ASadly, we have no idea how long the coronavirus crisis will interrupt our lives, and what impact it will have on all of the things that seemed straightforward in the past. The pandemic is creating significant challenges for many people who rely on face-to-face services to manage their financial affairs.
When you reach state pension age, you don’t automatically start receiving it – you have to actively make a claim. You can do this online, via the government’s Gateway service; over the phone by calling the State Pension claim line (0800 731 7898); or by sending a state pension claim form to your local pension centre.
If we’re still living in lockdown, or having a form of social distancing in four months’ time, the postal option is probably the most vulnerable to delays, with offices potentially closed or deliveries delayed. And the government has said that its phone lines are currently experiencing delays as a result of the pandemic – whether that will last until September remains to be seen, but the swiftest and simplest option is likely to be applying online.
When doing so, you’ll be asked to supply your bank details, so that you can have your pension payments paid directly to you. If this is the way that you want to manage your income, it should mean that the impact of the pandemic will not stop you from receiving your money.
However, some pensioners prefer to collect their state pension from their local Post Office – something that has become much tougher as older generations self-isolate. The good news is that the Post Office has been working closely with the Department of Work and Pensions (DWP) to ensure that people are still able to receive their benefits during the lockdown.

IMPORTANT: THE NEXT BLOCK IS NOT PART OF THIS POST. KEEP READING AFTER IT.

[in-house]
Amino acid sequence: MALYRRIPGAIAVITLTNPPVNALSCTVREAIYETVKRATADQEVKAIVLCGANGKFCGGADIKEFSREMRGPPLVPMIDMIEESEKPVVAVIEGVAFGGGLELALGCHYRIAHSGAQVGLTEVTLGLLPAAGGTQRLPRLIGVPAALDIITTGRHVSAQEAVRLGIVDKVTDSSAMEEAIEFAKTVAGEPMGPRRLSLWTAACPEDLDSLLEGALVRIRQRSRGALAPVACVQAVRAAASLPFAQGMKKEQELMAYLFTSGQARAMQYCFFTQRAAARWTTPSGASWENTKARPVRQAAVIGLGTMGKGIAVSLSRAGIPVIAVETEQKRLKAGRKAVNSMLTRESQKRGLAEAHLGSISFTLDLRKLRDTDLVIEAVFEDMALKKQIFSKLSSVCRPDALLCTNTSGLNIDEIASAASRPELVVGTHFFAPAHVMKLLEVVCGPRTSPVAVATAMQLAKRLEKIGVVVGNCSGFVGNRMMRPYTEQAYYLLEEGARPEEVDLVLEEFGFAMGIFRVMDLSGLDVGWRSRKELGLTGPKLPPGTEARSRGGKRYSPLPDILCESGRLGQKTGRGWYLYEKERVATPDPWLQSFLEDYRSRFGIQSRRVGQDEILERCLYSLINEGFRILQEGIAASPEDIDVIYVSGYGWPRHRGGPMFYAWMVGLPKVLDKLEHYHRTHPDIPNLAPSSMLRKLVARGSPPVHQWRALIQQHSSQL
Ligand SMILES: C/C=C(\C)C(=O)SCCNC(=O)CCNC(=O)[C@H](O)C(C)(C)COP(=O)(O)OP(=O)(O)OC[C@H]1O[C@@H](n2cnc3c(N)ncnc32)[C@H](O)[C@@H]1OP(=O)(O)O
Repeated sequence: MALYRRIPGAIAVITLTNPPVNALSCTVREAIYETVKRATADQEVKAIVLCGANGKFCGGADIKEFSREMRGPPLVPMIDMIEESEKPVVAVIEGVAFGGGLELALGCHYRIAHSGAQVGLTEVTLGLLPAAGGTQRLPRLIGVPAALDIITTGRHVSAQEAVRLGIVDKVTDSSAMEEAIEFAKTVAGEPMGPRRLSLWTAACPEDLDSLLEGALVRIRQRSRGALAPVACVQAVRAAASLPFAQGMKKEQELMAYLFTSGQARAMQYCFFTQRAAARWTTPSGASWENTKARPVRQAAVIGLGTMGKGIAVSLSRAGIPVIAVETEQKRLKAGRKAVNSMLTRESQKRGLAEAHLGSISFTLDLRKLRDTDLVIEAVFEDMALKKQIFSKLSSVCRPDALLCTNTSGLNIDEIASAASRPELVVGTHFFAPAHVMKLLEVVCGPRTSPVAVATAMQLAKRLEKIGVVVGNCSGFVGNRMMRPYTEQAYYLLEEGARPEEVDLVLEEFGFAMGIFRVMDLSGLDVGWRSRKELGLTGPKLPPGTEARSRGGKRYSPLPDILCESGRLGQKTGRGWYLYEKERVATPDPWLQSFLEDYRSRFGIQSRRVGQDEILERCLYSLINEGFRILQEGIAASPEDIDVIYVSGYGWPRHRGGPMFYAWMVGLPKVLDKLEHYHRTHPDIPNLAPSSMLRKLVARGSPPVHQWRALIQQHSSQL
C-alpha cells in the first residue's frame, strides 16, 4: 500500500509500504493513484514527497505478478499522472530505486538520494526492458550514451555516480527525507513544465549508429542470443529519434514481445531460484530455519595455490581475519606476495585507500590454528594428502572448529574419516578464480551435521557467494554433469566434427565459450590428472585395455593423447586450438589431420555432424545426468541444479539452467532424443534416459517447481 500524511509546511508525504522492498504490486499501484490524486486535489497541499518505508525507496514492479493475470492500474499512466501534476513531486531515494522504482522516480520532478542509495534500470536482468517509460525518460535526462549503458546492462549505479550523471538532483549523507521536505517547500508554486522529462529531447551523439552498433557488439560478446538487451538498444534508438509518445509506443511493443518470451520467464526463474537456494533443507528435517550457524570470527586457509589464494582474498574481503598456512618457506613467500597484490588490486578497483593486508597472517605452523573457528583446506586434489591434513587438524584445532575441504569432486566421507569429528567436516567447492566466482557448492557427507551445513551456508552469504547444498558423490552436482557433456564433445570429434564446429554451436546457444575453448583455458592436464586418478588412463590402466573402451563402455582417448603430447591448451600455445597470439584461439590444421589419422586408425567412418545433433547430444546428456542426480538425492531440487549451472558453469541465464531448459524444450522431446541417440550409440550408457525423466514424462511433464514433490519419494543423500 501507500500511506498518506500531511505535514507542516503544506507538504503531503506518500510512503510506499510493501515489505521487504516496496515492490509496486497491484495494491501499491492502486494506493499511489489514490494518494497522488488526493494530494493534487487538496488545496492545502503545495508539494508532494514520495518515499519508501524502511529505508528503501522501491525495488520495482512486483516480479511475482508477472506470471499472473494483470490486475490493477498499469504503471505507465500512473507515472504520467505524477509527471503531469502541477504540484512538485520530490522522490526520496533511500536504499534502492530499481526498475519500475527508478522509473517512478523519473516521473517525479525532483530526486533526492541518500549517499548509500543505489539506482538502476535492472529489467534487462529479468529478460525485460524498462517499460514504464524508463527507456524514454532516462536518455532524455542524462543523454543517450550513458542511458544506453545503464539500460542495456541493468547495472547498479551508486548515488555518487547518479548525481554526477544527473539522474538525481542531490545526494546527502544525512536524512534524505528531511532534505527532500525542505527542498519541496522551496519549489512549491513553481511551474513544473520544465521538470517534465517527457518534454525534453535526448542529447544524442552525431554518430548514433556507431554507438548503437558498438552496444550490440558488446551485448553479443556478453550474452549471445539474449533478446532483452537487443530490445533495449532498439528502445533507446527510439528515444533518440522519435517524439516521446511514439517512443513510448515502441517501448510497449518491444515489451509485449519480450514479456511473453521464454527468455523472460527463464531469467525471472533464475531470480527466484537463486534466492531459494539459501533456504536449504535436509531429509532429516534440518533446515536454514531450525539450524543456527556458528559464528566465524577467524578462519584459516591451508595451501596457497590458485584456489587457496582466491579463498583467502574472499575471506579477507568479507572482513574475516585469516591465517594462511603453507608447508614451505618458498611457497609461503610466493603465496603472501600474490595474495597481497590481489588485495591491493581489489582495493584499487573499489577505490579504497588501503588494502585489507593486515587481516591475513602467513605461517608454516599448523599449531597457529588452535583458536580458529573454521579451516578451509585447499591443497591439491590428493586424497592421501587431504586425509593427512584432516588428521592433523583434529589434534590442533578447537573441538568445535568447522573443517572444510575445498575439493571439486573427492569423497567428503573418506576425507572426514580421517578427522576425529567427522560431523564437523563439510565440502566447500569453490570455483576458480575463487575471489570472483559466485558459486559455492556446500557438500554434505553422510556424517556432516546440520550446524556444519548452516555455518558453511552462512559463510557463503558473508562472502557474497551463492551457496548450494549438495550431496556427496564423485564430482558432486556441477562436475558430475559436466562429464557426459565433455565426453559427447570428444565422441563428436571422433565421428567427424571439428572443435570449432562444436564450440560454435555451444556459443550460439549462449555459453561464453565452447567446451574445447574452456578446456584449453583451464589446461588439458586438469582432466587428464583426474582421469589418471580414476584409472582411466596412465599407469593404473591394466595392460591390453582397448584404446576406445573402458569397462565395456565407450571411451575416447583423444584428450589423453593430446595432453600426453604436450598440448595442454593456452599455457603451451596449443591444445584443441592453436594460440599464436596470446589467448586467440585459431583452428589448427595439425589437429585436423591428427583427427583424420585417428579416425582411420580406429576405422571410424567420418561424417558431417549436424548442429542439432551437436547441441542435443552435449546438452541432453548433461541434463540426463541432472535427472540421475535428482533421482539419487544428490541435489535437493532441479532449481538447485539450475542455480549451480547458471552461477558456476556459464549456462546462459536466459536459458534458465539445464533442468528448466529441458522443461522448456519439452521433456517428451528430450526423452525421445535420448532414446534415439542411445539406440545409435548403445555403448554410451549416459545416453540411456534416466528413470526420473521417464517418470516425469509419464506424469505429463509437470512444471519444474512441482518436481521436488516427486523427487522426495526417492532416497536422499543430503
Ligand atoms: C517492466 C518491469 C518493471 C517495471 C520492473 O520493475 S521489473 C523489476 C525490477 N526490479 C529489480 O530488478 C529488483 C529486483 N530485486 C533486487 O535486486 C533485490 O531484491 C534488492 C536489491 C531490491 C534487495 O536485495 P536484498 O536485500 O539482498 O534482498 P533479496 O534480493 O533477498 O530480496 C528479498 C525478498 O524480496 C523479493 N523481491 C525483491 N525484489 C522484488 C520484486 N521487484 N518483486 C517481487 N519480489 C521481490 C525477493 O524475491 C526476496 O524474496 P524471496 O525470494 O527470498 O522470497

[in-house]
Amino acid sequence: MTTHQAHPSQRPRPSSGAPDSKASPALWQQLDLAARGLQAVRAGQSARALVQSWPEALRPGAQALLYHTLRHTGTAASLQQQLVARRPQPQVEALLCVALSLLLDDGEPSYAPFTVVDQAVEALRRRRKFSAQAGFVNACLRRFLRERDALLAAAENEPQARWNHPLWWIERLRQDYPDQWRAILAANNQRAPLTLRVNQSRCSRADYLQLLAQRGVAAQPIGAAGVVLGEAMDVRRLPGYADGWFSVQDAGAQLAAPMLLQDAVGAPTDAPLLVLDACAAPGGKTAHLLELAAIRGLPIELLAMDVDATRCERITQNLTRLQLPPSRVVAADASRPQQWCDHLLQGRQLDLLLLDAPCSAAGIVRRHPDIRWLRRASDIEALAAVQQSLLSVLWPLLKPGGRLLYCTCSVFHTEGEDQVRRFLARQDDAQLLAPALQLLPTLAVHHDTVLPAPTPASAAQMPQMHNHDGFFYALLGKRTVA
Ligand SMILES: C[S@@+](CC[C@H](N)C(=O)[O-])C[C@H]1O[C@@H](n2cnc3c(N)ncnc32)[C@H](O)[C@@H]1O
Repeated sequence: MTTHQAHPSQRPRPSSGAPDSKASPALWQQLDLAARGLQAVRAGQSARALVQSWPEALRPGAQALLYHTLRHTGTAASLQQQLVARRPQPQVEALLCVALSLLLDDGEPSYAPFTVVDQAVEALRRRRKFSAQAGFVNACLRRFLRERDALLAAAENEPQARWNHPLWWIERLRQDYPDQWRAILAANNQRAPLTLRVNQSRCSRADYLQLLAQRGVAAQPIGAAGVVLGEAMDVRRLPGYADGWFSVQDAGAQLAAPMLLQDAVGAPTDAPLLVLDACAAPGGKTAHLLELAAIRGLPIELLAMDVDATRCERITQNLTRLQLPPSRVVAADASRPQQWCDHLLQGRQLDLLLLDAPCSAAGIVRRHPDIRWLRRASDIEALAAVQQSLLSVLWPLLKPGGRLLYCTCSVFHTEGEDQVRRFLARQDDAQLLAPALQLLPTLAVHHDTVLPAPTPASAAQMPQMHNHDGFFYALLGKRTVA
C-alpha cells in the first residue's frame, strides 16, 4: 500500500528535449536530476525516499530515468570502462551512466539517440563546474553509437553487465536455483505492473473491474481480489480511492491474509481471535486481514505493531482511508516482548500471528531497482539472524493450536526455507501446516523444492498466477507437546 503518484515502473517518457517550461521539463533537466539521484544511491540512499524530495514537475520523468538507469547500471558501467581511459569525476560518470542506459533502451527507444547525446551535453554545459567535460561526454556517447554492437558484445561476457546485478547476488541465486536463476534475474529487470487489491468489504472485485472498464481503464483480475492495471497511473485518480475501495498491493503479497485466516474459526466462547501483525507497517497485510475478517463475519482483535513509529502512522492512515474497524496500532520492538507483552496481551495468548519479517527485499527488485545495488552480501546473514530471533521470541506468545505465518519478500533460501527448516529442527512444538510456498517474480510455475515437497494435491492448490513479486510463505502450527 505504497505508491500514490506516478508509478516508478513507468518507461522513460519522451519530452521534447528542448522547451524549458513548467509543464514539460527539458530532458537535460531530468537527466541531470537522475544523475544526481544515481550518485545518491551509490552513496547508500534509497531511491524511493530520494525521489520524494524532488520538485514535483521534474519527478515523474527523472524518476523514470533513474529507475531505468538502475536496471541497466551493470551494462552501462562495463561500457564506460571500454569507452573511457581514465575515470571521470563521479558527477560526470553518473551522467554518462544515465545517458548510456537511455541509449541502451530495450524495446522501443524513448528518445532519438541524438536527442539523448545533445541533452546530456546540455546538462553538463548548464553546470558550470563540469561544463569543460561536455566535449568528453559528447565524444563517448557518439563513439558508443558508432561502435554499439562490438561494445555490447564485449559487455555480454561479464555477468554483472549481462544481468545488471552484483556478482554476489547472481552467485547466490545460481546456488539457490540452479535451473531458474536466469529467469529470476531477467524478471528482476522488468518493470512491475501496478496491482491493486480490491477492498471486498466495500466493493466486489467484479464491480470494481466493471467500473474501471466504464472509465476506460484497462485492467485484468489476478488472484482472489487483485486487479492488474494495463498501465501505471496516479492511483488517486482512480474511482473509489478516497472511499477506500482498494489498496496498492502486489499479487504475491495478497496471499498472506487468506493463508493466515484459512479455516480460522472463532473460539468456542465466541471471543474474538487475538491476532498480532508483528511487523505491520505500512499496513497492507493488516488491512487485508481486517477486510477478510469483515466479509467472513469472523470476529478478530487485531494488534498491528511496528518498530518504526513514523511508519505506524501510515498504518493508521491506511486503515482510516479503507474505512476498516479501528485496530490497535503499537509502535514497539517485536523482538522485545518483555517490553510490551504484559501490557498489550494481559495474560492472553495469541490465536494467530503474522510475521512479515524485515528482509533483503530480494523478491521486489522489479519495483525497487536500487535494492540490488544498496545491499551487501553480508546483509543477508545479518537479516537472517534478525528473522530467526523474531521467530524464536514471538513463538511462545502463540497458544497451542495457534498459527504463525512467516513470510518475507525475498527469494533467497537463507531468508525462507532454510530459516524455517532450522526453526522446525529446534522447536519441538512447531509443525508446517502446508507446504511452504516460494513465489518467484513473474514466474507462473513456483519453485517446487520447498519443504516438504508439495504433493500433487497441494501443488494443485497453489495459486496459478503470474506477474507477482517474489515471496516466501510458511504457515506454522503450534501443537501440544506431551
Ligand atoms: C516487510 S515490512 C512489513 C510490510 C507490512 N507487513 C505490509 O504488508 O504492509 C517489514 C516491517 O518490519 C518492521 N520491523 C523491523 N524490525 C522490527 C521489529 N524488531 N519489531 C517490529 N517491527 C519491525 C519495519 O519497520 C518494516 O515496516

People who want to bank this way must open a Post Office Card Account, which is a simple bank account where the DWP pays your benefits. You can then draw money via a Post Office branch or Post Office-branded ATM.
If you can’t get to a Post Office, you can nominate a “Permanent Agent” – someone you trust who can collect the cash on your behalf, with their own card and PIN. This can be set up in branch or over the phone by calling 03457 22 33 44.
However, the Post Office has gone even further to help Post Office Card Account holders get their pension. A couple of weeks ago it announced that it has switched its foreign exchange cash delivery service to start delivering cash to people who need it. The DWP has initially identified 27,000 vulnerable customers in England who are shielding at home and is telling them that cash can be delivered to their door.
It will tell the Post Office who needs cash deliveries. It will then make sure money is sent to homes by special delivery, arriving by 9pm the following day. The Post Office has also advised that anyone seeking a cash delivery should contact the DWP. The service is being offered to other government departments and to devolved administrations.
The Post Office has also made two of its services available to all UK banks, building societies and credit unions, to make it easier for people who are self-isolating to access cash.
One is Payout Now, a service which sends a voucher by text, email or post to a customer who can share it with a trusted person to withdraw cash at any Post Office branch. The other is Fast Pace, a scheme that allows a customer to arrange for a trusted person (such as a carer or family member) to collect a pre-authorised cheque and cash it in at a Post Office branch.
Banks and building societies have also set up a range of services to support vulnerable people, including cash delivery services and special helplines.
You can find out the full details by visiting which.co.uk/vulnerablecustomersGareth Shaw is Head of Money at Which?